anyone use liquid smoke???
That will keep you busy, heehee.
While smoke condensates such as tar and ash are removed from the solution during production, the European Food Safety Authority (EFSA) is investigating the safety of liquid smoke as a food flavoring. One of the smoke flavorings being assessed, named Primary Product FF-B, raised concern. The EFSA Panel on food additives, flavourings, processing aids, and materials in contact with food (AFC) concluded that Primary Product FF-B can be regarded as weakly genotoxic in vivo (i.e. animal testing has shown it can damage DNA, the genetic material in cells). The Panel, therefore, could not establish its safety in use when added to food. However, no comparison was made against traditional smoked goods on the market. Primary Product AM 1 was described as potentially toxic to humans by the EFSA on 8 January 2010.
In a study by Guillén, Sopelana, and Partearroyo , it was discovered that different concentrations of Polycyclic aromatic hydrocarbons (PAHs) were present in different liquid smoke flavourings depending on the type of tree used to produce the liquid smoke.  In general, the concentration of PAHs found in the liquid smoke samples decreases from: poplar, vine shoot, oak, cherry tree and beech woods.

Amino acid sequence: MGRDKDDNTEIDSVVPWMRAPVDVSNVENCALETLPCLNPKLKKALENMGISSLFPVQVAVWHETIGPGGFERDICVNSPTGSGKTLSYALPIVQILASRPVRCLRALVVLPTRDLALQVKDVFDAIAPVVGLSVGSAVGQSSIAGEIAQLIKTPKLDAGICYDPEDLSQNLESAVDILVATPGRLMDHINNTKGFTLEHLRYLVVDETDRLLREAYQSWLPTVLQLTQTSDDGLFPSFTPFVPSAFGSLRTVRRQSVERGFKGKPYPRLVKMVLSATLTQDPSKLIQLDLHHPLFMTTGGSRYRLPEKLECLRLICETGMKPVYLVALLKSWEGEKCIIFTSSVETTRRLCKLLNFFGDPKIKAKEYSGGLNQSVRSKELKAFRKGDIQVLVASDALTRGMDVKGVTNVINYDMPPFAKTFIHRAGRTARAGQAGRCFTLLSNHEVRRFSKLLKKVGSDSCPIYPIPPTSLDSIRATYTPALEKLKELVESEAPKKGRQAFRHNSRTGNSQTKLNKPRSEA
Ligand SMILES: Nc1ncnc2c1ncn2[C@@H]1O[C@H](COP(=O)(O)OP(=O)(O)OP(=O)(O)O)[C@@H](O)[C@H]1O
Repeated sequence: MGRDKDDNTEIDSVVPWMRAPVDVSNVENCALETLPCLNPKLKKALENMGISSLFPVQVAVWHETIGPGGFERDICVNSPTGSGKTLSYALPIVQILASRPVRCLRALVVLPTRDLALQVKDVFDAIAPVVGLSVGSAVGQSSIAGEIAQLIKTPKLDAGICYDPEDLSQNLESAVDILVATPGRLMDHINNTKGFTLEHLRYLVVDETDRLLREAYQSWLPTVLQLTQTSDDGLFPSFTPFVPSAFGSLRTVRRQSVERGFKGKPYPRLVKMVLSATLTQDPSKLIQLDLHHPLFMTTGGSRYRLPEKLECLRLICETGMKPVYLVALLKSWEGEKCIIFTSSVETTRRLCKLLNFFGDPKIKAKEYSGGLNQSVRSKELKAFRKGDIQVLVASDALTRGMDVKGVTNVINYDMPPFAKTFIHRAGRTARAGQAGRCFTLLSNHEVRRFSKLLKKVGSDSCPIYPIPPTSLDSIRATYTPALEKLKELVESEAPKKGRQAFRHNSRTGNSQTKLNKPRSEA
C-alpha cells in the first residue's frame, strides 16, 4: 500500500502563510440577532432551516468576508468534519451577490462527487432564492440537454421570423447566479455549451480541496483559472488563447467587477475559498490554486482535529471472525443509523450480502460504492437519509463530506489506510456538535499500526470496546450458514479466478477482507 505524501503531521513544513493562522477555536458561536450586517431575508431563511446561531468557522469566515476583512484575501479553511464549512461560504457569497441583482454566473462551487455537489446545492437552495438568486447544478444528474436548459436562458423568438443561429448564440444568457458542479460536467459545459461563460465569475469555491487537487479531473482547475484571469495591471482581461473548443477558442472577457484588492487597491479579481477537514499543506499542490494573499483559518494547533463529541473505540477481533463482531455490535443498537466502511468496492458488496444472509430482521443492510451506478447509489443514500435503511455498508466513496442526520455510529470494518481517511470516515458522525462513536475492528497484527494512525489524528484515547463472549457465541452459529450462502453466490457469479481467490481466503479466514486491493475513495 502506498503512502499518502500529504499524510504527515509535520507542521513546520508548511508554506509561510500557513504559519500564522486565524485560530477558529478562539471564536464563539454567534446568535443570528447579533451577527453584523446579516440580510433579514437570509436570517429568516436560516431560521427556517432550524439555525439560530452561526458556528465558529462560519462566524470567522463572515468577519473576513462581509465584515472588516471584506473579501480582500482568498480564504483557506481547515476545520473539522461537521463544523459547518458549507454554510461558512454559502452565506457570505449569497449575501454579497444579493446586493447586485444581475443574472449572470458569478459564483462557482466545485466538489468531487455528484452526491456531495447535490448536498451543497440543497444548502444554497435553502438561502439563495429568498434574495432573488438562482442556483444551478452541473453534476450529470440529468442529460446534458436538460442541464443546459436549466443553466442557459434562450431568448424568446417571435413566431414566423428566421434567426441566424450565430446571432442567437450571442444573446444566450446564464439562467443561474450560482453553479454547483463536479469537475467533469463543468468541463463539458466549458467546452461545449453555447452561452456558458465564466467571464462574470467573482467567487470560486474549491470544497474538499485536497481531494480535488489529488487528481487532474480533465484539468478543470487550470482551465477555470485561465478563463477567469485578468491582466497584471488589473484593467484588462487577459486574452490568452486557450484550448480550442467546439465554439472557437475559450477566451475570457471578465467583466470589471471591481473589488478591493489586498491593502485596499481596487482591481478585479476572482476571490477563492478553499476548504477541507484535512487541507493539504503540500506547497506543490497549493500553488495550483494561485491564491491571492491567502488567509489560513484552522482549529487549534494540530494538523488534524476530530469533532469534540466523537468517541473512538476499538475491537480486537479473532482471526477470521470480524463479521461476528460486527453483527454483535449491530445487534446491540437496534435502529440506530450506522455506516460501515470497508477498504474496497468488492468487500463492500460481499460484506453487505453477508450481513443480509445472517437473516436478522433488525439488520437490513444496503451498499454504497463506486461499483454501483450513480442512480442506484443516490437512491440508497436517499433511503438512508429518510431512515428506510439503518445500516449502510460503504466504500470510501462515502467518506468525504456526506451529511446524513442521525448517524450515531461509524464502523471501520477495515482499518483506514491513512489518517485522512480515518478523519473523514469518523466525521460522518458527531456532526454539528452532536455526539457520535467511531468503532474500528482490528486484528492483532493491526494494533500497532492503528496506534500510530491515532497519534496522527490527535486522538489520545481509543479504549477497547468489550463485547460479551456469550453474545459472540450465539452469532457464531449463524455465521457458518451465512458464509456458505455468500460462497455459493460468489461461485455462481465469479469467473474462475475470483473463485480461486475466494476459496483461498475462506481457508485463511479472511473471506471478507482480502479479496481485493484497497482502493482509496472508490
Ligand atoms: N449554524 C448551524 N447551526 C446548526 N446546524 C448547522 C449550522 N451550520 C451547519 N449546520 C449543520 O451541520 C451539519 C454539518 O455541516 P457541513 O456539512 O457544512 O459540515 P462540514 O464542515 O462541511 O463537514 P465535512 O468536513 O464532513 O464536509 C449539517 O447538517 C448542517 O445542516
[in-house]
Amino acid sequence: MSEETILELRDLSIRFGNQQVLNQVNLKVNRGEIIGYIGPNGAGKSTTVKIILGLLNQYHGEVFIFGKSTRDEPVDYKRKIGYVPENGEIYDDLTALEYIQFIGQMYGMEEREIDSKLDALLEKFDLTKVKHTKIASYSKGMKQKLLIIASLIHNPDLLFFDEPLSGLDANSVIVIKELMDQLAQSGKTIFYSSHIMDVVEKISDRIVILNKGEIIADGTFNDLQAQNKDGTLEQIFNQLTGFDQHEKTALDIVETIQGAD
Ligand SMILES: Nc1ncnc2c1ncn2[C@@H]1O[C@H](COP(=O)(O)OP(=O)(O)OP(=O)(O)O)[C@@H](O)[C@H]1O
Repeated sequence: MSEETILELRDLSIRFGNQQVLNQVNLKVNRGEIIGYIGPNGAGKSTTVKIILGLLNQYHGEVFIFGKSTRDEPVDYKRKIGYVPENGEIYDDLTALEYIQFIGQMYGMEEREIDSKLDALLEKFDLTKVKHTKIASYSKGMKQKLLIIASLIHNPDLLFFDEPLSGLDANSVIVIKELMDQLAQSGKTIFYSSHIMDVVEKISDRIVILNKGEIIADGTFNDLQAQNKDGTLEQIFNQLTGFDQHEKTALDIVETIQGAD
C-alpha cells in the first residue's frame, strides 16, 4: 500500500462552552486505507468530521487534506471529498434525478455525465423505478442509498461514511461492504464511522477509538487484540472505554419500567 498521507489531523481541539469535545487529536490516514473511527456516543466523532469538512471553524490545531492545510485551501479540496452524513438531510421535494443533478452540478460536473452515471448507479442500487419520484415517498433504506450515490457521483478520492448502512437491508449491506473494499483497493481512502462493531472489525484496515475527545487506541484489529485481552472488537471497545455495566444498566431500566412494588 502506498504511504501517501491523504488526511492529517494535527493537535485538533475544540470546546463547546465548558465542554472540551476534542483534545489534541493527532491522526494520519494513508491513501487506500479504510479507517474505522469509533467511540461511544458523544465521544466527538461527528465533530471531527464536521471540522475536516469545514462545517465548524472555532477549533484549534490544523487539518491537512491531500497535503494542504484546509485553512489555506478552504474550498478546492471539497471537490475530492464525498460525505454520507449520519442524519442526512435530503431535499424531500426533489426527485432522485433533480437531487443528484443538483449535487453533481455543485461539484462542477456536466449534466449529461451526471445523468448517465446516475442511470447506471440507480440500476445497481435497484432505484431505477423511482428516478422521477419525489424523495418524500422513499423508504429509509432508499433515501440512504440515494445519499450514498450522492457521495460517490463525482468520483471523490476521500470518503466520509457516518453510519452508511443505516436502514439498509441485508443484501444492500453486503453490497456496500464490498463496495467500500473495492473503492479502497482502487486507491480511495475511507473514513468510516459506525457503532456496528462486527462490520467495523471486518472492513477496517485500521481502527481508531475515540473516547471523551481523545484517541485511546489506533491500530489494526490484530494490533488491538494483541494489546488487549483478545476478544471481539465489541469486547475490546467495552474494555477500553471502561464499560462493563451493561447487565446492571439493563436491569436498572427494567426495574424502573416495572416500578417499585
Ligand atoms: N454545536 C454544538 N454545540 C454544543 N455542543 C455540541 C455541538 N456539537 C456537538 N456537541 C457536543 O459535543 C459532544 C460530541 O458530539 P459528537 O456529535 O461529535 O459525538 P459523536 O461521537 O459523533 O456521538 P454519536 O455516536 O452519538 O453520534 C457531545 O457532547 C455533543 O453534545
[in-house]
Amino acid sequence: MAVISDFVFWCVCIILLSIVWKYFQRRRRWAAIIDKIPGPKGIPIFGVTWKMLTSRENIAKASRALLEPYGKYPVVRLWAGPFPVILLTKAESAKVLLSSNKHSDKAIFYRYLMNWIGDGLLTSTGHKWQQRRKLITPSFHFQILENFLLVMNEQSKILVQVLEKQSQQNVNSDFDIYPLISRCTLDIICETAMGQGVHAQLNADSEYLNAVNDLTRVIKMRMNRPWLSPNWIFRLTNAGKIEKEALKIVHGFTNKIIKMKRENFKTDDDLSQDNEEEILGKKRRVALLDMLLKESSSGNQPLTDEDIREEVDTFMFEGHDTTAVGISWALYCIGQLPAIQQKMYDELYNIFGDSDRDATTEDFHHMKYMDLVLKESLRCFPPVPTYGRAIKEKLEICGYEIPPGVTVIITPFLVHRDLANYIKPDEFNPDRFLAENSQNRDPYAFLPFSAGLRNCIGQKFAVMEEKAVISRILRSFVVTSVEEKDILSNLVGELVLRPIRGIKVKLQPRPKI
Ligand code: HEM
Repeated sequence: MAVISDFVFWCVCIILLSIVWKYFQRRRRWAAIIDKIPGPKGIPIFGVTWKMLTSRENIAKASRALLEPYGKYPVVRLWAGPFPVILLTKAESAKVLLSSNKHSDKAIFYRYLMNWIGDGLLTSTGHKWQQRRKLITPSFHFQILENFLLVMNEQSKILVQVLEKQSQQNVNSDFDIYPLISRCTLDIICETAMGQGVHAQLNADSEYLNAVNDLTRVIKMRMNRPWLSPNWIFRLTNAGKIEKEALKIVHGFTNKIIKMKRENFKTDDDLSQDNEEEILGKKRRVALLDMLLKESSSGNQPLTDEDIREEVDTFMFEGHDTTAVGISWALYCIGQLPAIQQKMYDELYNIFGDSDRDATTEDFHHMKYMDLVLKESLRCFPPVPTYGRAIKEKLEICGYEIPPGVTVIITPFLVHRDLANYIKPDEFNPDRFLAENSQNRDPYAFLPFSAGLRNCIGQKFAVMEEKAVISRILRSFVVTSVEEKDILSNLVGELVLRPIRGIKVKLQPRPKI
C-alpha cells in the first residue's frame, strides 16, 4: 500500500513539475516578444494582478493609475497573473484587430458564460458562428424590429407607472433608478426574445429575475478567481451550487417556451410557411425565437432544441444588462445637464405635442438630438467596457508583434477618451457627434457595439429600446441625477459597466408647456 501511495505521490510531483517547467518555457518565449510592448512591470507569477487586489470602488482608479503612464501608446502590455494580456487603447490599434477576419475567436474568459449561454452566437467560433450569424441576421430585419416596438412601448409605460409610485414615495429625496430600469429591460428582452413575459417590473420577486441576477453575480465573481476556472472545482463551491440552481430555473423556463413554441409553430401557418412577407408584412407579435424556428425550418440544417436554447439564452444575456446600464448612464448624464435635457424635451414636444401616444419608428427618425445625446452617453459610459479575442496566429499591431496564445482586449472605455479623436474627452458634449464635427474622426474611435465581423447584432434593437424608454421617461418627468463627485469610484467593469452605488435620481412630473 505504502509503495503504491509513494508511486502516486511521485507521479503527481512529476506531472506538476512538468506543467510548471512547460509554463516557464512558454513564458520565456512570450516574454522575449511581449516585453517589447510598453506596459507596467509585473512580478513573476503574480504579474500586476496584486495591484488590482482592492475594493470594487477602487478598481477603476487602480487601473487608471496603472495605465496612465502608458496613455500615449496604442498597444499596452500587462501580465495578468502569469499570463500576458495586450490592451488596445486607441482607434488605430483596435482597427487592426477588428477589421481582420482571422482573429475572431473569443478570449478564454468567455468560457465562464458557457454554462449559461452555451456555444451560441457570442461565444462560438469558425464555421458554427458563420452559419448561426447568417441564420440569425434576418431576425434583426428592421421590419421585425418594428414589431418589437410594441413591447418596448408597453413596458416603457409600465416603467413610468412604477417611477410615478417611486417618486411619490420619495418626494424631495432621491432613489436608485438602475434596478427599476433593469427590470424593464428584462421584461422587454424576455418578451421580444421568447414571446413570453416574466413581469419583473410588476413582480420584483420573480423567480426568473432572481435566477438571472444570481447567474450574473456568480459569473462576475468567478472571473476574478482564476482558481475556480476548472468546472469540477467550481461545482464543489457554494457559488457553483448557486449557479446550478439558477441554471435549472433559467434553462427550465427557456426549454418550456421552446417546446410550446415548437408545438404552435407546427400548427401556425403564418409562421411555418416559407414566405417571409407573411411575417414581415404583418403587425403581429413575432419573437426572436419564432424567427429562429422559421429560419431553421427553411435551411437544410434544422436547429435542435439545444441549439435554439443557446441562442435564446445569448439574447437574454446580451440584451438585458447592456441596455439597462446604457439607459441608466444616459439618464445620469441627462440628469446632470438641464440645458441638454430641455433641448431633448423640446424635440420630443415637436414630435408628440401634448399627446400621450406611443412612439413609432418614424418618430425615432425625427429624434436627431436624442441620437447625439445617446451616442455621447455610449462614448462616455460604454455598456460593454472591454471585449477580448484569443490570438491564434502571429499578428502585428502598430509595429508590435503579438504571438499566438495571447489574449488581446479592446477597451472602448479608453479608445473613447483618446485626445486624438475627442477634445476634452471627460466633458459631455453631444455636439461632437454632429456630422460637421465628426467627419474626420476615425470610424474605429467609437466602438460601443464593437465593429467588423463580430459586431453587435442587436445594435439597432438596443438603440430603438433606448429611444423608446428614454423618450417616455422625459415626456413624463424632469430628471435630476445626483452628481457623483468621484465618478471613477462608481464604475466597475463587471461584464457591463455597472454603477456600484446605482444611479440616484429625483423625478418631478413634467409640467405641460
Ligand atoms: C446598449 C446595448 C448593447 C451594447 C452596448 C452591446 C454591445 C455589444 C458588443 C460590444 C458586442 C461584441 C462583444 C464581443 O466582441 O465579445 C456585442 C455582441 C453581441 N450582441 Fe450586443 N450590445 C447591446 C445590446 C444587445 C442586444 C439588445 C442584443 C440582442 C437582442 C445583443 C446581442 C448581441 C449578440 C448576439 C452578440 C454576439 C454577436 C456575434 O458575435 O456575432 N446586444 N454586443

It should be noted that liquid smoke produced with Poplar wood produced the greatest amount of carcinogenic PAHs at 0.78 íg/kg), however this is a small amount.  The only PAH with an acceptable limit of 10 íg/kg, fixed by FAO/WHO, is benzo[a]pyrene, because it is highly carcinogenic. This was also found to be present in Poplar and Beech liquid smoke, however, the concentrations are well below the acceptable limit. 
The researchers also discovered that, independent of wood type, the concentration of carcinogenic PAHs were the lowest when the temperature used during the production of the liquid smoke was 530-559°C. This temperature range did not compromise the quality of the liquid smoke produced and is comparable to a previous research study that suggested 400-600°C to be the optimal temperature range for wood pyrolysis. 
As far as using it? RV purists - absolutely not. High raw - maybe. Maybe not. There was quite a debate on this at one time. While I do not mind using flavor extracts occasionally, I do try to not become dependent on them. I am certainly not an rv purist. Eating something that comes out of my bbq chimney??? Seems counterproductive to rv lifestyle. It is absolutely your choice. It certainly won't earn you the scarlet letter of RV or anything like that. :) You will find that there are people on RFT that use it regularly while others would not touch it with a ten foot pole.
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